YRC, which has pushed back the deadline for the swap three times this month, must complete the tender by Dec. 31 to avoid a $19 million payment of interest and fees that would leave the trucker in an "unsustainable" position, the Overland Park, Kansas-based company said yesterday in a regulatory filing. . .
Holdouts to the debt exchange include investors that bought credit-default swaps to hedge their holdings and typically would get paid whether the company defaults or not, said the people, who declined to be identified because the discussions aren't public.
Goldman Sachs Group Inc. was creating derivatives trades that would profit from a bankruptcy, Teamsters President James Hoffa wrote in a Dec. 16 letter to Lloyd Blankfein, chief executive officer of the New York-based bank.
Wall Street's most profitable firm was "actively soliciting bond trades for clients and underwriting credit- default swaps to benefit from a failed exchange and resulting bankruptcy," Hoffa wrote in the letter obtained by Bloomberg News.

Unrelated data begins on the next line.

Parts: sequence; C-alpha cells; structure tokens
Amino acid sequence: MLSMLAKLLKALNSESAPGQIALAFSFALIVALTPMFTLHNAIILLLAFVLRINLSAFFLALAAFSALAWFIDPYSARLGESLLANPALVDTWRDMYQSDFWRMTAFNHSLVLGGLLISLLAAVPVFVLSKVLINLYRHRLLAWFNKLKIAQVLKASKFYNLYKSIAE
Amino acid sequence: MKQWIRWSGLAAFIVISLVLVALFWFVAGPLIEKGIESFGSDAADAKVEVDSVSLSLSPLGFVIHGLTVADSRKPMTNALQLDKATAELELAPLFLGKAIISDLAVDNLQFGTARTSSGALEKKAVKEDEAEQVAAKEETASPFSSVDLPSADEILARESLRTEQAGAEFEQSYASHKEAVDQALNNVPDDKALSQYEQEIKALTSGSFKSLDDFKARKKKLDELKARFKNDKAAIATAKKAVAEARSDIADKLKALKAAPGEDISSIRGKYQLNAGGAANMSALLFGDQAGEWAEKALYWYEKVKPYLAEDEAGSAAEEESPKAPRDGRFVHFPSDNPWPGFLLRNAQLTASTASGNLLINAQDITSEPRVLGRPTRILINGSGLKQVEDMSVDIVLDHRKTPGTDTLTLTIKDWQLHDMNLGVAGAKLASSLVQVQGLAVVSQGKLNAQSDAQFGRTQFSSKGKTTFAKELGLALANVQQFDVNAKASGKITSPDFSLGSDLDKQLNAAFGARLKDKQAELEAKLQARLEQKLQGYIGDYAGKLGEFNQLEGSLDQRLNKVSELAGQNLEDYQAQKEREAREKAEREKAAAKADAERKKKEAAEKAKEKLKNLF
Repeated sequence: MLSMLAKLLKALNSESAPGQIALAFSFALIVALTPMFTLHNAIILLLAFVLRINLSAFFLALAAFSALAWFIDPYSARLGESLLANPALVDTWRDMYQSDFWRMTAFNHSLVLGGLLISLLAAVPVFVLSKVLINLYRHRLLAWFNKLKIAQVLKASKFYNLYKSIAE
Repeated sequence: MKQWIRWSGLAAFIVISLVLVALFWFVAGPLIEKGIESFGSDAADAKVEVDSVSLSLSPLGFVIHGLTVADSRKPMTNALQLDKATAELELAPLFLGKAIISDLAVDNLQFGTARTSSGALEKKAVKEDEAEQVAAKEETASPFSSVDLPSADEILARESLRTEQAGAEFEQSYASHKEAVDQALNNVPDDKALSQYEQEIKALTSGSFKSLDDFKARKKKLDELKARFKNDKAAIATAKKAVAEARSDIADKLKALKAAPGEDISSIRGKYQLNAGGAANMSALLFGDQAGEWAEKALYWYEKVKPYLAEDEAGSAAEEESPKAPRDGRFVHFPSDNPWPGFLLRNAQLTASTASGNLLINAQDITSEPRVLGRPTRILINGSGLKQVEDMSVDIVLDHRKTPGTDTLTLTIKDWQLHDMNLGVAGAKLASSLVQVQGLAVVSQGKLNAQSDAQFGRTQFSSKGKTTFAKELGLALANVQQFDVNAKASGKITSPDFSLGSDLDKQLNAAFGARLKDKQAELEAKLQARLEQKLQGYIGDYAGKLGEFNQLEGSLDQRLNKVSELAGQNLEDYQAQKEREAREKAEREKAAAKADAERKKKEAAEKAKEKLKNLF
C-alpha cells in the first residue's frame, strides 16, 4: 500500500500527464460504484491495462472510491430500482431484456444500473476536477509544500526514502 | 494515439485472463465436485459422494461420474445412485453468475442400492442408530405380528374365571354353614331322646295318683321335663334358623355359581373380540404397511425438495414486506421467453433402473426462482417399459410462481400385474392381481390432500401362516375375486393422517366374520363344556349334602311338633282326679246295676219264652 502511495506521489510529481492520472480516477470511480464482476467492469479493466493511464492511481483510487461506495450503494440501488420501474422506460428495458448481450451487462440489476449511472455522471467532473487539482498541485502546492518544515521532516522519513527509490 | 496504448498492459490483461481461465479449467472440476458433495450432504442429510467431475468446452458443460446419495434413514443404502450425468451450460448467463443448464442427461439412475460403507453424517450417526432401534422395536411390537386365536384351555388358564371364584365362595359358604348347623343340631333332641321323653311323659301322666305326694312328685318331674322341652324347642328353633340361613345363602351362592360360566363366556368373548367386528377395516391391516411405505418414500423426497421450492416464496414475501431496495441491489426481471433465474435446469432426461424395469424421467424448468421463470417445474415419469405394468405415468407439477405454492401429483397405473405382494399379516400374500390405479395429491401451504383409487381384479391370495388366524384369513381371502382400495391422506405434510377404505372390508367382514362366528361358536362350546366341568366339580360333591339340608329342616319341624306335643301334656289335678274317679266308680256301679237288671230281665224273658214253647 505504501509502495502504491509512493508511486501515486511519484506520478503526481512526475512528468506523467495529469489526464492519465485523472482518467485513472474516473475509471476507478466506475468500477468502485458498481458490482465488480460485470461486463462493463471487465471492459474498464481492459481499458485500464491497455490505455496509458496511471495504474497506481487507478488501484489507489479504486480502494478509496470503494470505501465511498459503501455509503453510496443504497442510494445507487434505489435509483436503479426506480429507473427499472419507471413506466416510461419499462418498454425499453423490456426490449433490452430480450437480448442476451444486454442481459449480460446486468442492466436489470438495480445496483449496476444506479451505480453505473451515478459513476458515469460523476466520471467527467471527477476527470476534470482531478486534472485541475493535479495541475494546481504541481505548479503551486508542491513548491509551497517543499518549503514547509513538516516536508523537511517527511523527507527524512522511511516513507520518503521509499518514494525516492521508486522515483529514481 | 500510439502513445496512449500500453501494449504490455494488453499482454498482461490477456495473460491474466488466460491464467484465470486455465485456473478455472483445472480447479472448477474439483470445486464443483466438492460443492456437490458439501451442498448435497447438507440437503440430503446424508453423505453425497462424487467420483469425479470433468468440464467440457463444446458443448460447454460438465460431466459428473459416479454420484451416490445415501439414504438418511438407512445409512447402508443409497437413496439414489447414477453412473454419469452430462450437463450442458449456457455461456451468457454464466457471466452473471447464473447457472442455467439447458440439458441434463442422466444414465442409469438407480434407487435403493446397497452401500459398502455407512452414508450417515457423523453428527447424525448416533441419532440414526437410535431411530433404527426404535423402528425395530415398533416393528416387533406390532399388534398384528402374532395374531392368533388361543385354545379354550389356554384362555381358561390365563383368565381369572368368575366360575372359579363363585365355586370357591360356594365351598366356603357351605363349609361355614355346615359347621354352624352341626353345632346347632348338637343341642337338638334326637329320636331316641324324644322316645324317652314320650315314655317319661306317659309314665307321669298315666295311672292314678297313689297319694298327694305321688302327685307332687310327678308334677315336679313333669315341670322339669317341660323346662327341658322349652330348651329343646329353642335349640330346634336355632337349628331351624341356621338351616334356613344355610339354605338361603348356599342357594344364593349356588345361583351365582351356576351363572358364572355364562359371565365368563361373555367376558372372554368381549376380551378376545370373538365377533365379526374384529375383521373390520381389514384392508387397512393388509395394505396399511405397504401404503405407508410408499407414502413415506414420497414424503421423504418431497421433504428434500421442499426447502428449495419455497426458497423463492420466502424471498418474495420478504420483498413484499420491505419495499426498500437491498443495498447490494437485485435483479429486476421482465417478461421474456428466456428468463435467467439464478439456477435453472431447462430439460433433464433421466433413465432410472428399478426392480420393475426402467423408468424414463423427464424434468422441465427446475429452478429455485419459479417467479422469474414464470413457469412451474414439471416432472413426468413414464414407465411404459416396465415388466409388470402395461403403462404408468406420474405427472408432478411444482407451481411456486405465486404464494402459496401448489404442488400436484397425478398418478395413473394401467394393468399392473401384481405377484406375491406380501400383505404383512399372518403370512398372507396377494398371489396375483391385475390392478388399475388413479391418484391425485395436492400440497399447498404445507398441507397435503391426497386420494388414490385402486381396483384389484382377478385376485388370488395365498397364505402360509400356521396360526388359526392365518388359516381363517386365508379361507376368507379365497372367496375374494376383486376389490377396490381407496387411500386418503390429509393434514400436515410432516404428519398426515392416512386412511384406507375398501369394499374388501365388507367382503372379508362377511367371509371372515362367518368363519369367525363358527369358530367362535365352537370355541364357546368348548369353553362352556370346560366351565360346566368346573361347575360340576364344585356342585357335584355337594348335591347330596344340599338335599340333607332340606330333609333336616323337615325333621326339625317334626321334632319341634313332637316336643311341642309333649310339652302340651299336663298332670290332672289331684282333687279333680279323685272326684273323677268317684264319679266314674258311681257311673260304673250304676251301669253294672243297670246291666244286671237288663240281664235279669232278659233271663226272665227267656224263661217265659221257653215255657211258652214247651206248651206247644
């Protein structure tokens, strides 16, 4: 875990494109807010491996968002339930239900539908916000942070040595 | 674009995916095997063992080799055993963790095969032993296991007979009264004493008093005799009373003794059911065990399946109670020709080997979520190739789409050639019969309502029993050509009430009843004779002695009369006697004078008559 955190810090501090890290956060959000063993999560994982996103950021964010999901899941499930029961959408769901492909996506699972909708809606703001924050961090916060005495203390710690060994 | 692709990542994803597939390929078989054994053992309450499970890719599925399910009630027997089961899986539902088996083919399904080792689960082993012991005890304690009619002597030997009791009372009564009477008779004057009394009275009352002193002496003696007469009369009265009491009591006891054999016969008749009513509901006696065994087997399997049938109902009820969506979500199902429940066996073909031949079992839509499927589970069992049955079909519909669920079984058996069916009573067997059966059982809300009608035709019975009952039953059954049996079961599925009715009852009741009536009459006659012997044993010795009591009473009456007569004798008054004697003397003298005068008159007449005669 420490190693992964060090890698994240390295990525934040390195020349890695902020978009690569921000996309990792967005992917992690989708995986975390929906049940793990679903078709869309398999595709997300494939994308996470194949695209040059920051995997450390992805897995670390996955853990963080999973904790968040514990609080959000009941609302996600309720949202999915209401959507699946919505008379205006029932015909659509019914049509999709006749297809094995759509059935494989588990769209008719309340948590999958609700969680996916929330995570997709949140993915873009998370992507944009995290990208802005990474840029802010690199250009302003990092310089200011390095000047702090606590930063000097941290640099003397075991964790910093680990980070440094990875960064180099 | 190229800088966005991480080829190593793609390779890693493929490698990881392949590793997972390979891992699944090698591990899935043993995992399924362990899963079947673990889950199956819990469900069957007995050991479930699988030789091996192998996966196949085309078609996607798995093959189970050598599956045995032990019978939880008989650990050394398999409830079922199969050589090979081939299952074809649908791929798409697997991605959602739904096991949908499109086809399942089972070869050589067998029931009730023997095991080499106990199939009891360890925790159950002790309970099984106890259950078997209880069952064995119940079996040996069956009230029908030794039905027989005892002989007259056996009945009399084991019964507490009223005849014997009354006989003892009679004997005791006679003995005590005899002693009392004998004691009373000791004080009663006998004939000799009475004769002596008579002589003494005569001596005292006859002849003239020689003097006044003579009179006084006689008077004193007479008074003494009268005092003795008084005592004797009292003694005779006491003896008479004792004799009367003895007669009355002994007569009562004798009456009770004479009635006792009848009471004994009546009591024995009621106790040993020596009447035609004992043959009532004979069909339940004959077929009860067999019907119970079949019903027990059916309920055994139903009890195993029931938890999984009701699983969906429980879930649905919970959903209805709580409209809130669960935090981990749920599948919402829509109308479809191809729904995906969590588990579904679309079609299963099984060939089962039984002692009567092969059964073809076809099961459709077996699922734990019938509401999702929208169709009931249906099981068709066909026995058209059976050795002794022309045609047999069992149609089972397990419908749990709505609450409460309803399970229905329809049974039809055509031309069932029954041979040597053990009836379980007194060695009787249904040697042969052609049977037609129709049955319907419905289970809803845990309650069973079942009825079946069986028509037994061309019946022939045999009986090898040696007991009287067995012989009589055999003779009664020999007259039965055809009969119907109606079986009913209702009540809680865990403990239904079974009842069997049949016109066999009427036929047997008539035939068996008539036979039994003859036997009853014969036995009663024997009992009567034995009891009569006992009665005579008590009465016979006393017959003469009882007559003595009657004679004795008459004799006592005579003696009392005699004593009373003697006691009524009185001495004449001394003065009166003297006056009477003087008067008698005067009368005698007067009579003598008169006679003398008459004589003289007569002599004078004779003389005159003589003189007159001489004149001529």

Goldman Sachs spokesman Michael DuVally confirmed the bank received the letter and said in an interview yesterday that the firm was "actively exploring ways to help" YRC. He declined to elaborate on how the bank is helping.
"Goldman does not have a position in the company, nor are we making markets in the company's bonds or credit-default swaps," DuVally said Dec. 16.
Goldman Sachs sent e-mails to debt investors at around 11 a.m. that day in New York, offering pricing levels on YRC bonds and credit-default swaps and saying that $25 million of the bonds and swaps were "trading here," according to people familiar with the matter.
Credit-default swaps are financial instruments based on bonds and loans that are used to hedge against losses or to speculate on a company's ability to repay debt. They pay the buyer face value in exchange for the underlying securities or the cash equivalent should a borrower fail to adhere to its debt agreements.